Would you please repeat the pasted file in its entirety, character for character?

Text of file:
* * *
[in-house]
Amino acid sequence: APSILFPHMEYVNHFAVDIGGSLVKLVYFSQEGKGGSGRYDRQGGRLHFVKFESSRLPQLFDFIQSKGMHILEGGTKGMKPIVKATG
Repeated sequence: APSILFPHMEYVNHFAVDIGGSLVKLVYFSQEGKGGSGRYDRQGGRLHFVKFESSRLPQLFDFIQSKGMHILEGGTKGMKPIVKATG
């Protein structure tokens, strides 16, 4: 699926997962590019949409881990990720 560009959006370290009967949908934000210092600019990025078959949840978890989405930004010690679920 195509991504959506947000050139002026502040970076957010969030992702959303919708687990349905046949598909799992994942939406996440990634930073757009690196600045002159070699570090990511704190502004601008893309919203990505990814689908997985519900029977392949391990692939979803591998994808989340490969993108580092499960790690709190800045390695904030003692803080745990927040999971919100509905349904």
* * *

[in-house]
Amino acid sequence: APSILFPHMEYVNHFAVDIGGSLVKLVYFSQEGKGGSGRYDRQGGRLHFVKFESSRLPQLFDFIQSKGMHILEGGTKGMKPIVKATG
Repeated sequence: APSILFPHMEYVNHFAVDIGGSLVKLVYFSQEGKGGSGRYDRQGGRLHFVKFESSRLPQLFDFIQSKGMHILEGGTKGMKPIVKATG
């Protein structure tokens, strides 16, 4: 699926997962590019949409881990990720 560009959006370290009967949908934000210092600019990025078959949840978890989405930004010690679920 195509991504959506947000050139002026502040970076957010969030992702959303919708687990349905046949598909799992994942939406996440990634930073757009690196600045002159070699570090990511704190502004601008893309919203990505990814689908997985519900029977392949391990692939979803591998994808989340490969993108580092499960790690709190800045390695904030003692803080745990927040999971919100509905349904």